Korean Beauty in Two Easy Steps with Peach & Lily

I am a woman that is endlessly searching for the “perfect” skincare regime. My quest for a poreless, clear, bright, acne-free complexion has lead me down the Internet beauty blog and forum rabbit hole. I’m trapped in between the tastes of the nouveau riche, eager to gobble up the new assortment of products that seem to roll out every other month without delay, and the eco-friendly, new-age hippie looking for the organic seal of approval. I’m easily distracted by products that claim to be the be-all, end-all solution. When the beauty industry began touting the brilliance of Korean skincare, I was instantly curious. The process seemed tedious, with a system dictated by specific steps. The Coveteur provides a typical Korean beauty routine, which involves 10 steps. Who had time for 10 or 11 or 12 steps? Fortunately, if you’re not wooed by this involved, detail-oriented nature, brands such as Peach and Lily provide a less intense approach for hesitant beginners.

Founded by Alicia Yoon, the entrepreneur and Harvard Business School graduate decided to launch Peach and Lily out of a passion for skincare and a sense of passion-driven purpose. When speaking with Mochi magazine, Yoon said, “Our number one priority is to always curate the best, most innovative, effective, and high-quality beauty products to the U.S. consumer from Korea and Japan, which are two of the world’s most beauty-forward countries. So we spend a lot of time hunting down the best and filtering the brands and products through a very stringent curation process.”

The Peach and Lily site is easy to navigate, breaking down products by skin care concerns. Products can address and improve the following problems: acne, hyperpigmentation, blackheads, dryness, redness, pores, sensitive skin, and oily skin. Contrary to what the blogs are advising, Yoon told Coveteur that the 10-step routine is more of a marketing brainstorm, rather than set-in-stone rules. She said, “Honestly, the 10-step Korean skincare routine is not a real thing. I’m not sure who came up with that marketing-friendly, coined term. I grew up in Korea and from a Korean person’s perspective, it’s a little bit funny. Korean women don’t think, ‘Oh, I have to do my 10-step regimen’. Instead, what they think is that flawless, radiant skin that is very healthy is a sign of true beauty.”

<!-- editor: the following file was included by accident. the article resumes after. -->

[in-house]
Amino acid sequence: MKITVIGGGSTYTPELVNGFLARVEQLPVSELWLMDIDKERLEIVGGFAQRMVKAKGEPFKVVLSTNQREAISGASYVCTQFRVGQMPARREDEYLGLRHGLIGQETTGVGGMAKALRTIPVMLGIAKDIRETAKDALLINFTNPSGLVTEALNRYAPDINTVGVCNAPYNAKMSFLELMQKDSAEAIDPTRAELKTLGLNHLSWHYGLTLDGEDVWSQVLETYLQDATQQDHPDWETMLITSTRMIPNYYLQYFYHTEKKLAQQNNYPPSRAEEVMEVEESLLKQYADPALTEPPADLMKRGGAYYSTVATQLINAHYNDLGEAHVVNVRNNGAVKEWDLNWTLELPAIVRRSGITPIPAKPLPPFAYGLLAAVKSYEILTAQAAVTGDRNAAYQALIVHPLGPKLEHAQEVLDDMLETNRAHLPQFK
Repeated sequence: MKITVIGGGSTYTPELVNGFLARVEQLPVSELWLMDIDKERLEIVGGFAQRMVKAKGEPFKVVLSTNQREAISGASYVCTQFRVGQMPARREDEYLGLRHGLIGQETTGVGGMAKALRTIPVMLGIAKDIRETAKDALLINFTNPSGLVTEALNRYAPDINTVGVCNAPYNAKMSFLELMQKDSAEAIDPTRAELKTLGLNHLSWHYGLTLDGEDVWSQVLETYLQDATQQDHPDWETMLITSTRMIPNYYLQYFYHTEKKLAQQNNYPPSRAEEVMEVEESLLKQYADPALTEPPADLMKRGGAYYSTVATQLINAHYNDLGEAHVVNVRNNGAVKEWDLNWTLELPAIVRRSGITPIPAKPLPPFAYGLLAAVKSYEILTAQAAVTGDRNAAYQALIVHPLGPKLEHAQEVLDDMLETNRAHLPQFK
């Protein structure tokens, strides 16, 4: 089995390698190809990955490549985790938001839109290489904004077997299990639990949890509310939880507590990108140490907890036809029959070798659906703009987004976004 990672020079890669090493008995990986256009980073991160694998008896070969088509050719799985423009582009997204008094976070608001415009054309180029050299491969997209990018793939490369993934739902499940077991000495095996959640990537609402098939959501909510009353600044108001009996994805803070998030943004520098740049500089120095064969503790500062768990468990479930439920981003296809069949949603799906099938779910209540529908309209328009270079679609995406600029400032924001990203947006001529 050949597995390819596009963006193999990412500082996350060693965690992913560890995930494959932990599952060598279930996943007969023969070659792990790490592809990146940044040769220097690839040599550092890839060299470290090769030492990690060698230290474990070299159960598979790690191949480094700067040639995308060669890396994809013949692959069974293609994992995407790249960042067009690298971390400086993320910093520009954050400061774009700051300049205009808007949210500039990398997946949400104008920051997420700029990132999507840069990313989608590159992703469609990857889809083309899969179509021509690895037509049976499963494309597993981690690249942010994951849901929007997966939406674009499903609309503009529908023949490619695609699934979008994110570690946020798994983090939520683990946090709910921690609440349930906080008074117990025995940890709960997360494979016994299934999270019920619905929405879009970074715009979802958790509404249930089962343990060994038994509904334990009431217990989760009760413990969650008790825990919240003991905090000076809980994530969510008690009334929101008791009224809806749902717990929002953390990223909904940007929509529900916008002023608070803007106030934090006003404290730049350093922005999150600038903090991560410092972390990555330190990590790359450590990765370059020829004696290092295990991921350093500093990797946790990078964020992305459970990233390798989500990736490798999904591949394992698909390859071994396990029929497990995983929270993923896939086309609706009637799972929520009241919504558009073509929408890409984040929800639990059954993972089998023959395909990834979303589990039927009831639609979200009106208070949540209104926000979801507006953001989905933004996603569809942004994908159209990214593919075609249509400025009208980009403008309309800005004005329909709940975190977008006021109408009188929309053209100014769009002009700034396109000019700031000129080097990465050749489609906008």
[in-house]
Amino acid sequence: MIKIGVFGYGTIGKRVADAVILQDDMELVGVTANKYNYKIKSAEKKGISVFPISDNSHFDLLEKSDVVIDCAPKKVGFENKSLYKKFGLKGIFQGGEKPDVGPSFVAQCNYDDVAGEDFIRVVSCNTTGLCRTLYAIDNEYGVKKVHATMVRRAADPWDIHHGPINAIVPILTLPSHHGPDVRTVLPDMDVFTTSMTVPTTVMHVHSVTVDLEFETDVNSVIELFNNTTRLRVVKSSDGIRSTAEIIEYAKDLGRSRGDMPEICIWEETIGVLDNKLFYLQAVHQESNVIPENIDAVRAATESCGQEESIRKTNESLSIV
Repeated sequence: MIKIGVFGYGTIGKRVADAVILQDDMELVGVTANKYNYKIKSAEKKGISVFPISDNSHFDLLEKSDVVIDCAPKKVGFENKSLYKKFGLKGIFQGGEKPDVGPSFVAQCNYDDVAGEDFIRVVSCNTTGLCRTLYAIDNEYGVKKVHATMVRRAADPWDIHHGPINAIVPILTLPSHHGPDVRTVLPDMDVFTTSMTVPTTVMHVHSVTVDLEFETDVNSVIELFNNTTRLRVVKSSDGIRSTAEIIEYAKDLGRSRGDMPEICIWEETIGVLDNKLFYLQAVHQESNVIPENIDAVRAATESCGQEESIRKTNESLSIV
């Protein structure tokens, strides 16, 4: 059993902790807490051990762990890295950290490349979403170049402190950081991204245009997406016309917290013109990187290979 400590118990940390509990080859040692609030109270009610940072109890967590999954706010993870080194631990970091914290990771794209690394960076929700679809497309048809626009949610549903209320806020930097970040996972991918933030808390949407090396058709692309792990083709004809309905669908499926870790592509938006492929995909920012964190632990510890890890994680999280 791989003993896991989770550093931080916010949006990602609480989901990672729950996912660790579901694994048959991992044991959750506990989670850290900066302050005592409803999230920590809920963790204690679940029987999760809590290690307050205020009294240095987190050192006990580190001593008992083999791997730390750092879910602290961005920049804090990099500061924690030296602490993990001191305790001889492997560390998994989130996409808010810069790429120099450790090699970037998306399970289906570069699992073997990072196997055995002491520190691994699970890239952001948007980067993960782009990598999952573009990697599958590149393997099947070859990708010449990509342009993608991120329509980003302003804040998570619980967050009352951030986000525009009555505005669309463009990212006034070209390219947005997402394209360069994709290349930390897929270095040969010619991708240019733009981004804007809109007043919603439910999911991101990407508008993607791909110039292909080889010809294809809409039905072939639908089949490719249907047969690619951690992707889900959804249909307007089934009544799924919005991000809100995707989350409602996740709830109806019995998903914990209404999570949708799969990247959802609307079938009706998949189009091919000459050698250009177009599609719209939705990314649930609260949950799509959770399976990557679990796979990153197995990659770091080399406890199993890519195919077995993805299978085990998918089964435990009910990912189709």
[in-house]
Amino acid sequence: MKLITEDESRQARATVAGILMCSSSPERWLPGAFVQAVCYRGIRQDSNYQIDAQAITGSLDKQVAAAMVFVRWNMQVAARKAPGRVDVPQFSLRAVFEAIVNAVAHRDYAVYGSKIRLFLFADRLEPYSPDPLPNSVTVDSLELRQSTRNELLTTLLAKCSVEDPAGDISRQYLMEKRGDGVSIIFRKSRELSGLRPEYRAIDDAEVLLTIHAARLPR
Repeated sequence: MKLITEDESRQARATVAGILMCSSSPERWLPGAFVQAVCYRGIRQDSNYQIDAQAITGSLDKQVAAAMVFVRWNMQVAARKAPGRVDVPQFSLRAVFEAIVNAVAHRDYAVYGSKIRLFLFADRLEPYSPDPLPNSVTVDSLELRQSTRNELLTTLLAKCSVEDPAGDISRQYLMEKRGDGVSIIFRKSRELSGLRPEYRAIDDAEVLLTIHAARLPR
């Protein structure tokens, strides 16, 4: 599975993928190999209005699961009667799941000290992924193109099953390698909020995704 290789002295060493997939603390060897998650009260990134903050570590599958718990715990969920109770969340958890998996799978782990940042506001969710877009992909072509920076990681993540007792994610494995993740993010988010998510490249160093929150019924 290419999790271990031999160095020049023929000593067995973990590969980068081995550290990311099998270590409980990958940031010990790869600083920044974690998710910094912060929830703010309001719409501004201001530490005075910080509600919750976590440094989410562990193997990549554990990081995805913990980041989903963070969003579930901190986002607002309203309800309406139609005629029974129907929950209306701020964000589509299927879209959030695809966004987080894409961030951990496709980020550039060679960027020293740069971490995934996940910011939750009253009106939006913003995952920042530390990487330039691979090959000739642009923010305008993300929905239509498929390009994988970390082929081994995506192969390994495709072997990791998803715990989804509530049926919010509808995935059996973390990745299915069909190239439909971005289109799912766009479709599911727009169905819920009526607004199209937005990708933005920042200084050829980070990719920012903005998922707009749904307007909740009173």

Photo Credit: Amazon
Photo Credit: Amazon

I received the Mizon All-In-One Snail Repair Cream ($38) and the No. 1 King’s Berry Aqua Drink Toner ($32), which seems to be sold out at the moment on Peach and Lily (Urban Outfitters offers the toner here). I know what you’re thinking about that first one: snail cream? In a beauty product? Trust me, it’s not as gross as it sounds. The cream is made with 92-percent snail extract, which promises to hydrate, improve the appearance of fine lines, and help reduce the appearance of acne scarring and blemishes. It can be layered underneath a heavier moisturizer if your skin is especially dry. I wasn’t sure how my skin would react to snail cream, so I initially replaced my moisturizer with the repair cream. It glides on quite easily and doesn’t leave your face feeling tight afterwards. The cream is virtually odorless, for those wondering if snail slime has a particular scent. After using the cream for a week or so, I don’t think I saw any drastic improvements in wrinkles or fine lines, but it did keep my skin hydrated, in addition to battling breakouts and pimples.

kingkongtoner
Photo Credit: Peach & Lily

In comparison, the Aqua Drink Toner is packaged in a bright blue box with King Kong doing his best duckface pout, and looks more like some kind of sports drink than a beauty product. But don’t judge a book by its cover! The list of ingredients includes bamboo leaf extract and is free of artificial coloring, artificial scent, parabens, animal ingredients, mineral oils, sulfates, and/or silicones. I used the toner after I washed my face with my usual cleanser. In combination with the snail repair cream, I think that both products improved my overall complexion.

photo (1)

Have I been converted? To keep it simple: Yes. The results prove that there’s a reason for this intricate method.


Check out peachandlily.com for the complete skincare and beauty offerings.

 

  

Vanessa Willoughby

Vanessa Willoughby is a writer and an editor. Her work has been featured on The Toast, Vice, Book Riot, The Hairpin, Thought Catalog, and Bitch Media. She is also Creative Director at Winter Tangerine Review.
%d bloggers like this: